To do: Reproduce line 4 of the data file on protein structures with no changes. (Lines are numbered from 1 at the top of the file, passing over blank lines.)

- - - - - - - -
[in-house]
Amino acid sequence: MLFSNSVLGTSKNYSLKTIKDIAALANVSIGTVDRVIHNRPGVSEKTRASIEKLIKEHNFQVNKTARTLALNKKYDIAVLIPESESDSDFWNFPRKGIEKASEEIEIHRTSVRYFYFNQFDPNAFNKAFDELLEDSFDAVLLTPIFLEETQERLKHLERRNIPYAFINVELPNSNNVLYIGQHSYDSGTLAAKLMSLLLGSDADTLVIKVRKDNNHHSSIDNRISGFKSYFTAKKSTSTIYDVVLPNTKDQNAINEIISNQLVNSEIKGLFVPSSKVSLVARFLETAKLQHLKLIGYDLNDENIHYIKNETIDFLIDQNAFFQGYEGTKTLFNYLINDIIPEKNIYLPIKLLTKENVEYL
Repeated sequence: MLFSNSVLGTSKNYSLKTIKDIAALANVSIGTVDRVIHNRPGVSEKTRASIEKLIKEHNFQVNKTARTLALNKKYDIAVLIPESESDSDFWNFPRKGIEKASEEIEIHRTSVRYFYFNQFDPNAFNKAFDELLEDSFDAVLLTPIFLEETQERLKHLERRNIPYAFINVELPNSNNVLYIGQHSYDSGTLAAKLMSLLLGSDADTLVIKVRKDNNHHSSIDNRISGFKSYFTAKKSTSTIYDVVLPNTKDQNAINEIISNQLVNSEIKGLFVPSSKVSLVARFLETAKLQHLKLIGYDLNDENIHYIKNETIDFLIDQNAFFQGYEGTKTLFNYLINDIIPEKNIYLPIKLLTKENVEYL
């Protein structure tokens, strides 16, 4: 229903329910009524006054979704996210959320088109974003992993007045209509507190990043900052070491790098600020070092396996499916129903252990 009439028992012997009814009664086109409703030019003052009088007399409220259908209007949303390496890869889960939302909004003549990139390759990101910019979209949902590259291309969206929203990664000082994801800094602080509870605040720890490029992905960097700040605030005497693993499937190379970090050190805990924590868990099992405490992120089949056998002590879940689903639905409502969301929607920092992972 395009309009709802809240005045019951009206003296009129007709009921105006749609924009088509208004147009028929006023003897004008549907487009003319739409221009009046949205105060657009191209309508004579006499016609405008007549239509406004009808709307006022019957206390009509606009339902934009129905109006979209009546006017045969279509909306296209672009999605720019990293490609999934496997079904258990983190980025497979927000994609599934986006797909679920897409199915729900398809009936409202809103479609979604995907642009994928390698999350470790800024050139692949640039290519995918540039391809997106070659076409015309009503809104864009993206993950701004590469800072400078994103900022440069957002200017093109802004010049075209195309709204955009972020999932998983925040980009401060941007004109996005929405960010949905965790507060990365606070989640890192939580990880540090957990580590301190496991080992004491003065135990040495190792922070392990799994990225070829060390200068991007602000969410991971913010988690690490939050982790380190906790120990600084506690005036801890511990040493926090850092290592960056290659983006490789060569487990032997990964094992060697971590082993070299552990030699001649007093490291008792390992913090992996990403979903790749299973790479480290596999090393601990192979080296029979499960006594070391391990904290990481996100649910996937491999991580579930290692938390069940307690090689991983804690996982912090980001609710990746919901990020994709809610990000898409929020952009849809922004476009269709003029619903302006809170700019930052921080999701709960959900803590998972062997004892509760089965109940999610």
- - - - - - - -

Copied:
């Protein structure tokens, strides 16, 4: 229903329910009524006054979704996210959320088109974003992993007045209509507190990043900052070491790098600020070092396996499916129903252990 009439028992012997009814009664086109409703030019003052009088007399409220259908209007949303390496890869889960939302909004003549990139390759990101910019979209949902590259291309969206929203990664000082994801800094602080509870605040720890490029992905960097700040605030005497693993499937190379970090050190805990924590868990099992405490992120089949056998002590879940689903639905409502969301929607920092992972 395009309009709802809240005045019951009206003296009129007709009921105006749609924009088509208004147009028929006023003897004008549907487009003319739409221009009046949205105060657009191209309508004579006499016609405008007549239509406004009808709307006022019957206390009509606009339902934009129905109006979209009546006017045969279509909306296209672009999605720019990293490609999934496997079904258990983190980025497979927000994609599934986006797909679920897409199915729900398809009936409202809103479609979604995907642009994928390698999350470790800024050139692949640039290519995918540039391809997106070659076409015309009503809104864009993206993950701004590469800072400078994103900022440069957002200017093109802004010049075209195309709204955009972020999932998983925040980009401060941007004109996005929405960010949905965790507060990365606070989640890192939580990880540090957990580590301190496991080992004491003065135990040495190792922070392990799994990225070829060390200068991007602000969410991971913010988690690490939050982790380190906790120990600084506690005036801890511990040493926090850092290592960056290659983006490789060569487990032997990964094992060697971590082993070299552990030699001649007093490291008792390992913090992996990403979903790749299973790479480290596999090393601990192979080296029979499960006594070391391990904290990481996100649910996937491999991580579930290692938390069940307690090689991983804690996982912090980001609710990746919901990020994709809610990000898409929020952009849809922004476009269709003029619903302006809170700019930052921080999701709960959900803590998972062997004892509760089965109940999610």